Driving up to St. Ben's in a limousine on Highway 94 was rather strange.  I looked around and saw nothing but plain brown corn fields, endless gray sky, and the straight road ahead of me.  I  felt lonely and out of place.  We did not pass any other limousines heading to St. Ben's, which also seemed strange since all first-year students were supposed to be arriving that day.  The driver, dressed in a black suit and tie, told me that he usually doesn't get calls from college students to drive them to college.  If you can imagine a long black limousine, slowly entering the college campus on the first day, passing the students and parents unloading their boxes and bags from their trucks and cars, perhaps you can see why my arrival received attention from others.  My driver parked by Mary Commons.  He politely opened the door for me and asked me which dormitory I was headed to.  Then he kindly carried my big purple suitcase, and we walked into Aurora Hall.  Everyone stared at us, especially at the overdressed driver who followed me like a servant.  As I walked into my room, I met my roommate, who shook my hand and looked at my driver with puzzlement.  He introduced himself as my driver, which was certainly true; but she understood him to be my private driver.  When I gave him money in a white envelope, he did not even check its amount.  Instead, he thanked me and hurried out of my room as quickly as he could.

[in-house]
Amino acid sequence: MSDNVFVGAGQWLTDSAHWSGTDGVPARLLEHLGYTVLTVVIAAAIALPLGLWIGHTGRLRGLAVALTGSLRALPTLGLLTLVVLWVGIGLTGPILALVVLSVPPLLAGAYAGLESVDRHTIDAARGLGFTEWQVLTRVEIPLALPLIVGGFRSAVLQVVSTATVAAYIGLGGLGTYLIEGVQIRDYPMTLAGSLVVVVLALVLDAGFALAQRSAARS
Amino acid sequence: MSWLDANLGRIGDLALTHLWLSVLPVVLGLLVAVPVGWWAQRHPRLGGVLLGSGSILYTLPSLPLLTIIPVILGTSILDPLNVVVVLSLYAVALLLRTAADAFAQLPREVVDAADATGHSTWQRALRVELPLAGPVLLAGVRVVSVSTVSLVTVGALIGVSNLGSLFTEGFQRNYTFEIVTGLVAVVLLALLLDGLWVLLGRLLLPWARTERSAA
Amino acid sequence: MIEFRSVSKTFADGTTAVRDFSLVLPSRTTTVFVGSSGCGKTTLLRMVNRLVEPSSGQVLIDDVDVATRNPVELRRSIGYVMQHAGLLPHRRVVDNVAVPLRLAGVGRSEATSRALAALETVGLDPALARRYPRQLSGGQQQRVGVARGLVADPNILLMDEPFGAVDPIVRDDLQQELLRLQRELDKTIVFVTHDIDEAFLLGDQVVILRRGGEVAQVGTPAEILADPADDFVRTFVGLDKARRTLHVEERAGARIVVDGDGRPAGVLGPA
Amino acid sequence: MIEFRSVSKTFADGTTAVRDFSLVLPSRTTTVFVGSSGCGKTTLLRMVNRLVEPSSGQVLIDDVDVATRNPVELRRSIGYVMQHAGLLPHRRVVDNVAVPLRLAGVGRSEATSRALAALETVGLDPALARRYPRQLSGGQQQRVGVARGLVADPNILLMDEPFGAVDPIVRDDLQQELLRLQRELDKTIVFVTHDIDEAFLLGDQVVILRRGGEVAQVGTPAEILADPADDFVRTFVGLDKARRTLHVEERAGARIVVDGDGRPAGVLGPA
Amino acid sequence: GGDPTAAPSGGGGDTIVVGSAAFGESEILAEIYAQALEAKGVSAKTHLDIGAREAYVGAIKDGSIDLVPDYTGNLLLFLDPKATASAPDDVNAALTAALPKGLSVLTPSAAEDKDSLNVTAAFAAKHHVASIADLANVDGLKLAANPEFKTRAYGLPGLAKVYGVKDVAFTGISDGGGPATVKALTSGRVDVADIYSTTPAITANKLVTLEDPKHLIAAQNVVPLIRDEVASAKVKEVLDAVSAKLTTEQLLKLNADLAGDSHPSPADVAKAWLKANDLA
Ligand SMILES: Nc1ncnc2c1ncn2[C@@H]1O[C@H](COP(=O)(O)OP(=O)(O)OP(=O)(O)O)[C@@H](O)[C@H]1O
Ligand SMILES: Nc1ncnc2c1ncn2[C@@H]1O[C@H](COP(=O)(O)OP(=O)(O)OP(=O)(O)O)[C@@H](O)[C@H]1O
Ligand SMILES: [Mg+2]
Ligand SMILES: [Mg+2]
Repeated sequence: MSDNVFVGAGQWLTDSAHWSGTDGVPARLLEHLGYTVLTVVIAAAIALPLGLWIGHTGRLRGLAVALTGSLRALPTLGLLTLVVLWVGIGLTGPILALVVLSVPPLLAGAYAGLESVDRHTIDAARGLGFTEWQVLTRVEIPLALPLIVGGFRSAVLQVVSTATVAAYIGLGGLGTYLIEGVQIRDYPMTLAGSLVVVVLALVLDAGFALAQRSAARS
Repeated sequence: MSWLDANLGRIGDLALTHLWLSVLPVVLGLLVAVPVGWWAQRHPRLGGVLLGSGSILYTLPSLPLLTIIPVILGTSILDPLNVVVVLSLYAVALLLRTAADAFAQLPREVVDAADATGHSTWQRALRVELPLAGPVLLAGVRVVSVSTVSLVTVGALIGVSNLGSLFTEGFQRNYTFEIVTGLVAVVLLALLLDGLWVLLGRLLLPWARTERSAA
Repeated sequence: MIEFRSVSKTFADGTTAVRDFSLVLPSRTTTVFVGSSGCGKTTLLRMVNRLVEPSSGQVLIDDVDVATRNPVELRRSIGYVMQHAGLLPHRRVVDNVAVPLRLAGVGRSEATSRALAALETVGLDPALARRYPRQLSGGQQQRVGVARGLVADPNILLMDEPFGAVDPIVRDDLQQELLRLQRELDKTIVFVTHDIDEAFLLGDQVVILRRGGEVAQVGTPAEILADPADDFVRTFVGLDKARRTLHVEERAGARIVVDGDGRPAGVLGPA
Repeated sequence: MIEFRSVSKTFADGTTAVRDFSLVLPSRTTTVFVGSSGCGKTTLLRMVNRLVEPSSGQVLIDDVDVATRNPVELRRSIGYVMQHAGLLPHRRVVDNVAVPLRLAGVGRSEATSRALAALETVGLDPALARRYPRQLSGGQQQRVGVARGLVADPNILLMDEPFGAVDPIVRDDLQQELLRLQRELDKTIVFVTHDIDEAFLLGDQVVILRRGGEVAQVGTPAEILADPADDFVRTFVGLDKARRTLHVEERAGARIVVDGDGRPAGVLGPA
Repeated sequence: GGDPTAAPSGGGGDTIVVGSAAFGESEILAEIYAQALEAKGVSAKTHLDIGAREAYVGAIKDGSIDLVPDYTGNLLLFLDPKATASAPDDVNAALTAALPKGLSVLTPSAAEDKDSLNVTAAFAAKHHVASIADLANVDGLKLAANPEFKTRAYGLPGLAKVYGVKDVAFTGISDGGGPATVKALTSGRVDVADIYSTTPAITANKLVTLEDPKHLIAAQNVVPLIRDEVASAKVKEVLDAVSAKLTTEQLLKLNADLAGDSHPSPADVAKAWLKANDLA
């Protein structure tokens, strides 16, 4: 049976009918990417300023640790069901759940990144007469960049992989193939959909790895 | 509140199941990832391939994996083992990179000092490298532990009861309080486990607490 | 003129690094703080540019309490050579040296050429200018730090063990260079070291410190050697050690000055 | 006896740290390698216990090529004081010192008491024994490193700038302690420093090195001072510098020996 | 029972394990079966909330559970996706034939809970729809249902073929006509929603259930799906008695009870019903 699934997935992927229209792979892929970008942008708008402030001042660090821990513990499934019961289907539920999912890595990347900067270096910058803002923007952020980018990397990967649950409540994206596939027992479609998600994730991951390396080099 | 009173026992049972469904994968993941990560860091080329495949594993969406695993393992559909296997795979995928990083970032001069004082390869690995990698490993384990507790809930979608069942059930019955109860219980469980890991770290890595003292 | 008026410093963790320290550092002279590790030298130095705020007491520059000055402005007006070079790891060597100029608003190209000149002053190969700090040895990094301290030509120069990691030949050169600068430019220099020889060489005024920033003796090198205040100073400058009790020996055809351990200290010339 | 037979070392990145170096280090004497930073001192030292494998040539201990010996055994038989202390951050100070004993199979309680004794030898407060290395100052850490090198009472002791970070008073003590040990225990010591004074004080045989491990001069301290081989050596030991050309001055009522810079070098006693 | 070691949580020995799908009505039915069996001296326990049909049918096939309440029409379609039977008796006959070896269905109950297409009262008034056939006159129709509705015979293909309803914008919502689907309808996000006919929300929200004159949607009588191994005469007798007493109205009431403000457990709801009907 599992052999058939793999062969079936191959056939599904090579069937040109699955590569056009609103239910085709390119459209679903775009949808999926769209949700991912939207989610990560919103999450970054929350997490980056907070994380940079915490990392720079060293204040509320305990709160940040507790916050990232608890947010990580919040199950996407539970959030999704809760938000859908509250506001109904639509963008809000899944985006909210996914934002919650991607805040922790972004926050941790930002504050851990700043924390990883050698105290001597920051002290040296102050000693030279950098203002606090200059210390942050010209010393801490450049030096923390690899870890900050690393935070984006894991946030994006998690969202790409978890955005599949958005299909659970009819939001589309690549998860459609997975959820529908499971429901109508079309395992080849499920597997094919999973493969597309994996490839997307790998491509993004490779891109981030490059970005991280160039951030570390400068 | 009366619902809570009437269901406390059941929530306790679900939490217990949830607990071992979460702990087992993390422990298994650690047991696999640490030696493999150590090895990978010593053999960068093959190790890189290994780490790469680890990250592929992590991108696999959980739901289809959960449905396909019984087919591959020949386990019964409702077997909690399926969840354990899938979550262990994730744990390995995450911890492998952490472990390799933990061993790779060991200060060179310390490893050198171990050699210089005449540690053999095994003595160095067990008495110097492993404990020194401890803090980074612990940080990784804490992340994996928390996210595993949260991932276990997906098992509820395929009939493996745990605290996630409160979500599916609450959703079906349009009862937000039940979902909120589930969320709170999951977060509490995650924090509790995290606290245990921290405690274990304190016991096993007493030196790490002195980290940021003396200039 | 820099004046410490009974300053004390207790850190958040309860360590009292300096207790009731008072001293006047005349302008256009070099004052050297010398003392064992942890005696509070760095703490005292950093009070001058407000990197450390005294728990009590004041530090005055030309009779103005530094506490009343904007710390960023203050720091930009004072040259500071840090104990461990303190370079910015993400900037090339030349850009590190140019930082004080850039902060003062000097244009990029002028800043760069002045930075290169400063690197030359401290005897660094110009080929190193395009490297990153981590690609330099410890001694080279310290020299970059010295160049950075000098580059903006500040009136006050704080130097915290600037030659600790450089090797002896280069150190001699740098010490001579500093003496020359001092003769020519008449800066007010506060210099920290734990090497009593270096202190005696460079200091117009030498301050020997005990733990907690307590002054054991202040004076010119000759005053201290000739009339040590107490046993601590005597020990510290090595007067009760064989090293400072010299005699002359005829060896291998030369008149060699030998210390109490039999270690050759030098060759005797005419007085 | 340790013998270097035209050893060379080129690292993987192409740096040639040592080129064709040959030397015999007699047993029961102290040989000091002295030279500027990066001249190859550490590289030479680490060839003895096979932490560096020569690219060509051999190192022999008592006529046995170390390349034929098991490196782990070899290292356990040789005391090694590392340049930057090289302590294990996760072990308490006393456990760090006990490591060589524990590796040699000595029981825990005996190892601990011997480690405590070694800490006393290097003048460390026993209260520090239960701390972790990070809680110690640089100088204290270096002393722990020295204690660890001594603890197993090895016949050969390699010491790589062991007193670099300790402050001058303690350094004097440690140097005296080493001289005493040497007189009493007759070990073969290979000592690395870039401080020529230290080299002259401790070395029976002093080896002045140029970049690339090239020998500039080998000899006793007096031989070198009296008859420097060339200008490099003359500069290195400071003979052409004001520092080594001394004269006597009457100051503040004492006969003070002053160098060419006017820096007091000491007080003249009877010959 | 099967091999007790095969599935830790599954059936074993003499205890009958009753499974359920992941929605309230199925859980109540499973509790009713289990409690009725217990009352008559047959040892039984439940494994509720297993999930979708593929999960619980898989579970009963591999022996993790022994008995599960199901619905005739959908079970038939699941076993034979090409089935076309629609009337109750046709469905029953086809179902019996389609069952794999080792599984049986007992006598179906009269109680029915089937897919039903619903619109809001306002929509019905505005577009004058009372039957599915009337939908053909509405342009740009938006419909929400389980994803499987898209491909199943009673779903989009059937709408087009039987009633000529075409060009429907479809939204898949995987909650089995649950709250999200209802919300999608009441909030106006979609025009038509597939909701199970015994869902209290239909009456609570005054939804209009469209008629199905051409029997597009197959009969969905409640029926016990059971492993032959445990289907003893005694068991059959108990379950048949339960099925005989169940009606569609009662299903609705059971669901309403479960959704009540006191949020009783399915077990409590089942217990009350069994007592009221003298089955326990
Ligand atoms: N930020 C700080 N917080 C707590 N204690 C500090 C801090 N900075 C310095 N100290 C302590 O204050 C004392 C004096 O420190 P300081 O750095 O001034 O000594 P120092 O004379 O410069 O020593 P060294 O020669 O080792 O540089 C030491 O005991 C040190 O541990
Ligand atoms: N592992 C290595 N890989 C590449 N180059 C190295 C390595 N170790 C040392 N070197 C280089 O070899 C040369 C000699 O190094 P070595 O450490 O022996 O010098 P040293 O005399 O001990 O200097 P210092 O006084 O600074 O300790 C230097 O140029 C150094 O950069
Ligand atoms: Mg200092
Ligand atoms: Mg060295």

My arrival made people wonder about me.  Who is she? She must be from a wealthy family, perhaps the daughter of Mitsubishi or some other wealthy Japanese businessman.  Eventually, people discovered that my parents were just an ordinary middle-class couple, that my last name is Taniguchi, not Mitsubishi, and that I earned enough to pay for the ride in a limousine by working at a Mitsubishi air conditioning factory during the summer.  People were disappointed with my real identity.